• Also written by Robert Place Napton Warlords of Mars: Dejah Thoris #11 transitions in both story arc and writer.  Though I am the biggest fan of Arvid Nelson, Napton has proven his proficiency with Barsoomian storytelling, so I have high hopes for the series from here on out.  The “Boora Witch” story arc starts out in this issue quite well and reads almost like a folktale or scare story one would read in the old pulp magazines.  This last bit truly interests me as the “Warlord of Mars” novels of Edgar Rice Burroughs started out in pulp magazines.  The mixture of the horror genre and the sci-fi genre I think is achieved well here and well worth looking into by readers of either.
  • Spaceman #5  further develops the futuristic post disaster world of its setting.  Its been a strange, disjointed journey, and I still have no idea what its all about, but the relationship between the Spaceman Orson and his young charge, Tara, is gaining depth.  I think that there are some major undercurrents running through this series and I hope that since we have jumped the halfway mark in this miniseries more clarification will be on the way.  If I had a grasp on what I was reading, I think I would appreciate it all the more.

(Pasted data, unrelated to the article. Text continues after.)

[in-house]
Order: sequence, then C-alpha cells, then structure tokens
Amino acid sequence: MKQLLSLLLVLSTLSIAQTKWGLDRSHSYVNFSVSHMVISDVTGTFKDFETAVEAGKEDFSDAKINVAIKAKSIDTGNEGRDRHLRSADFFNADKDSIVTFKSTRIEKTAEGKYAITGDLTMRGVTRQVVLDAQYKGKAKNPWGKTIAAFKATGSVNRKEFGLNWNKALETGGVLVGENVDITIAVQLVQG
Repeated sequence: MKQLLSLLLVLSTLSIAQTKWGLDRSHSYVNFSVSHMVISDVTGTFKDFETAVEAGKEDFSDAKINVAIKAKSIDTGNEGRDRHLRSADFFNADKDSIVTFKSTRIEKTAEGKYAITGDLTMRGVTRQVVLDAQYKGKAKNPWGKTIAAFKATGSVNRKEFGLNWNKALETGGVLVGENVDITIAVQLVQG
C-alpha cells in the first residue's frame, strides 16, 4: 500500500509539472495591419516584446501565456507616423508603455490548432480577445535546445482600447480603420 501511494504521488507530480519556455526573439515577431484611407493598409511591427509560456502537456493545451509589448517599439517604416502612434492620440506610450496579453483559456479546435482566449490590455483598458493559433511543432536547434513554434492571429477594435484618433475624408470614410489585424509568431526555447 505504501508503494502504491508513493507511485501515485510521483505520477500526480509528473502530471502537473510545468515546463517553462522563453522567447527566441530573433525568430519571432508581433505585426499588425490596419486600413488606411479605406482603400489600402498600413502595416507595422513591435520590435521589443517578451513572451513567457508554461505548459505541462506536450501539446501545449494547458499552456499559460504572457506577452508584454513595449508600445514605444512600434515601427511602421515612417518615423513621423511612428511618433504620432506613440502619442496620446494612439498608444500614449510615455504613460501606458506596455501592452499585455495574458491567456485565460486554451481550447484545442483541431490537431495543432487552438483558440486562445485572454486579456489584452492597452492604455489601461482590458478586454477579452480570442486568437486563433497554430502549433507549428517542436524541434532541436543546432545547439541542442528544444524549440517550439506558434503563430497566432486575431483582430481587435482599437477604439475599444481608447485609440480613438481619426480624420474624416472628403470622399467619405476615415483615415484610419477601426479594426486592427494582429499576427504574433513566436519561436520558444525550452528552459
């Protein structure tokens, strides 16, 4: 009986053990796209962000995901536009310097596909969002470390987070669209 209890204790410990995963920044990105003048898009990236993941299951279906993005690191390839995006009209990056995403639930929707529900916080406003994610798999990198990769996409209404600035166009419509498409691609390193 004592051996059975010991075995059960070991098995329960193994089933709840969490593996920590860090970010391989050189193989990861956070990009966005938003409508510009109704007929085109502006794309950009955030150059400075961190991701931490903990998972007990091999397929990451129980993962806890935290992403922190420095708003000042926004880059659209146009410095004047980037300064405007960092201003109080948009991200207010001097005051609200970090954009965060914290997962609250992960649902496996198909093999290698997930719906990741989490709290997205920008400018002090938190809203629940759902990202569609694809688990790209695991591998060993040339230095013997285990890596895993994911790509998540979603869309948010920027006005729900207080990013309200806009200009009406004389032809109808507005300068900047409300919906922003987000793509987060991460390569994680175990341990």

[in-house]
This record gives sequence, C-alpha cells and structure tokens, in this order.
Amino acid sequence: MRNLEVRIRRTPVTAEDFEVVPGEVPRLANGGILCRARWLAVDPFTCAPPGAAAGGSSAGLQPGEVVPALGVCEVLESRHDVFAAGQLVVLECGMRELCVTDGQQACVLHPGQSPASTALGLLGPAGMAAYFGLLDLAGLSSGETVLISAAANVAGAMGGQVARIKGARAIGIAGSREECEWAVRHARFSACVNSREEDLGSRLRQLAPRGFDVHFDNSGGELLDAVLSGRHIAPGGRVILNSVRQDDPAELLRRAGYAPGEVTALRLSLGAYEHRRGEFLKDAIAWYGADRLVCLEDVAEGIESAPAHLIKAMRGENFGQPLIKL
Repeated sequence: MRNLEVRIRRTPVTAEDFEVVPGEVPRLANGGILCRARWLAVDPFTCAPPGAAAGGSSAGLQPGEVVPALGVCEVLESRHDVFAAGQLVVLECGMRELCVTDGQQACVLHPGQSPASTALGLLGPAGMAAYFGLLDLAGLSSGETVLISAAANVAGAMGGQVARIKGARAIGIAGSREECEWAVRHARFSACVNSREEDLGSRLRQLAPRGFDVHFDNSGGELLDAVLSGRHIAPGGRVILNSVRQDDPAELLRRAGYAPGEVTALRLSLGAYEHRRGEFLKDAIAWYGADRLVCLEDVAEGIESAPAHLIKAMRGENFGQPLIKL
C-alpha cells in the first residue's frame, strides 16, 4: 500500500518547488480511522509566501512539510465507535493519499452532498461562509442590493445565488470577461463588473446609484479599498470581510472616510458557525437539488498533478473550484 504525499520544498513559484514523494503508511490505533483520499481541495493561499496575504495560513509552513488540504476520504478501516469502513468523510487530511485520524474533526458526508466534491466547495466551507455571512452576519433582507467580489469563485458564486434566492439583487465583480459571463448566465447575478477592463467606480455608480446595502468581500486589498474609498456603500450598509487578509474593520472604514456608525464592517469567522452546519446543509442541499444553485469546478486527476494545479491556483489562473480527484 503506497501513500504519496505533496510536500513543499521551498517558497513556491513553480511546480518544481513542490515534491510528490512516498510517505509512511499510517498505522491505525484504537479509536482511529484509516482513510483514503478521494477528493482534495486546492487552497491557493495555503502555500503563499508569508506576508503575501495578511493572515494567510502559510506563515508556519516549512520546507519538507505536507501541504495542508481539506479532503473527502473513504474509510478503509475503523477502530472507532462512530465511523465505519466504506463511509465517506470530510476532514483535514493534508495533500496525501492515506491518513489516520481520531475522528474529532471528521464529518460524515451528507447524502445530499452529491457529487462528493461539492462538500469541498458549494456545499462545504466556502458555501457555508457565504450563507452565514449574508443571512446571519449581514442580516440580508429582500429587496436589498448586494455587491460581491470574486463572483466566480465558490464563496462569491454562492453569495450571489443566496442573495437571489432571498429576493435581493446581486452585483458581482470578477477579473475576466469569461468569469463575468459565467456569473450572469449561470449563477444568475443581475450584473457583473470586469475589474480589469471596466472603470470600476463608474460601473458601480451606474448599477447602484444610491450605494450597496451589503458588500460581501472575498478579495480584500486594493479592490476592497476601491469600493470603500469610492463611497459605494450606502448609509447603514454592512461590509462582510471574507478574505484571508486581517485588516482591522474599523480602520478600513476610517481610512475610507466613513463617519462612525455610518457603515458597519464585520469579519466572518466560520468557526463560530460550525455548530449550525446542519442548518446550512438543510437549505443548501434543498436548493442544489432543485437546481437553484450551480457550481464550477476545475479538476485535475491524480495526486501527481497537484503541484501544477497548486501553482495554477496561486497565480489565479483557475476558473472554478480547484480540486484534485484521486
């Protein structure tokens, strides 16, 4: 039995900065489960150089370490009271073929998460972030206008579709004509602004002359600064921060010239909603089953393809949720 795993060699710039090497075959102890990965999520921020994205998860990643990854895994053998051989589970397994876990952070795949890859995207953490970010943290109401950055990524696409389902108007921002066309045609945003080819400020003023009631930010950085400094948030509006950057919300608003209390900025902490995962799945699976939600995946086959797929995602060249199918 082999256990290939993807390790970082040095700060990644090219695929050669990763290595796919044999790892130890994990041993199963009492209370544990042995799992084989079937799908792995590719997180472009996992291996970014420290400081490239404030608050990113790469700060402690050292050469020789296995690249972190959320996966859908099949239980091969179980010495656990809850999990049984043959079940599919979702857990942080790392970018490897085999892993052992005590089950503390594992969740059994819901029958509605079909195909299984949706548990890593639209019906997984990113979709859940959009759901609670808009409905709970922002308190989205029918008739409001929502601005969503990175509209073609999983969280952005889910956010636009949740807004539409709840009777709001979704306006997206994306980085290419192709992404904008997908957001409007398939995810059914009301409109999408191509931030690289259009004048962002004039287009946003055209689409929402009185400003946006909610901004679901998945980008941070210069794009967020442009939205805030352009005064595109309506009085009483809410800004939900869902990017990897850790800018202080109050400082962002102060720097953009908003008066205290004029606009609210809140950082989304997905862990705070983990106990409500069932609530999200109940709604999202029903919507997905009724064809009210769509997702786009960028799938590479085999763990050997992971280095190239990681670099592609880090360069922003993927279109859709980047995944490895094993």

• The New Deadwardians #1 begins a series that boasts a lot of promise.  I am a sucker for masterpiece theater and New Deadwardians has a genuine feeling of the early 20th century in it. At least from what I have seen in in films and read in books.  The concept of Zombies isn’t my favorite horror genre, but neither were vampires before American Vampire.  The premise of the book is that sometime around the turn of the century there was zombie outbreak and the “Restless”, as they are called, become legion and rage across England.  To protect themselves, the upper class of England have erected large fences around zones of London, and taken what has been called “the cure.”  The cure is heavily intimated to be vampirism.  Amid this backdrop a murder mystery ensues and the main character, a police chief of the Scotland Yard looks into the first murder in a long time.  I have great expectations for the series and look forward to seeing how writer Dan Abnett fleshes it out.